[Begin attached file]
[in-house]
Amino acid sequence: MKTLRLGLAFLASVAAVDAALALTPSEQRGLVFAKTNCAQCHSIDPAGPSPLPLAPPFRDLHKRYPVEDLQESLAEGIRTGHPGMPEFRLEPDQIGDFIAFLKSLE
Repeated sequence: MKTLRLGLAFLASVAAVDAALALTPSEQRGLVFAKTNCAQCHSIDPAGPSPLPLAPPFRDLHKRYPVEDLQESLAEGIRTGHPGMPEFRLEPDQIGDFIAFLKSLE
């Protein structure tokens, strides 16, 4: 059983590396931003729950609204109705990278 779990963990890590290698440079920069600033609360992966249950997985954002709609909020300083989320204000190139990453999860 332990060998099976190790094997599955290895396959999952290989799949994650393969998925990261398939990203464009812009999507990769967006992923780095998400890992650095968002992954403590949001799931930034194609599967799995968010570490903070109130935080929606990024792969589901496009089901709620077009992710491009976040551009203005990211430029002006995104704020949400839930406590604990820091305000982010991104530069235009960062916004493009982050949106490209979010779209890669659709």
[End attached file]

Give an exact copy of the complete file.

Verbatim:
[in-house]
Amino acid sequence: MKTLRLGLAFLASVAAVDAALALTPSEQRGLVFAKTNCAQCHSIDPAGPSPLPLAPPFRDLHKRYPVEDLQESLAEGIRTGHPGMPEFRLEPDQIGDFIAFLKSLE
Repeated sequence: MKTLRLGLAFLASVAAVDAALALTPSEQRGLVFAKTNCAQCHSIDPAGPSPLPLAPPFRDLHKRYPVEDLQESLAEGIRTGHPGMPEFRLEPDQIGDFIAFLKSLE
């Protein structure tokens, strides 16, 4: 059983590396931003729950609204109705990278 779990963990890590290698440079920069600033609360992966249950997985954002709609909020300083989320204000190139990453999860 332990060998099976190790094997599955290895396959999952290989799949994650393969998925990261398939990203464009812009999507990769967006992923780095998400890992650095968002992954403590949001799931930034194609599967799995968010570490903070109130935080929606990024792969589901496009089901709620077009992710491009976040551009203005990211430029002006995104704020949400839930406590604990820091305000982010991104530069235009960062916004493009982050949106490209979010779209890669659709």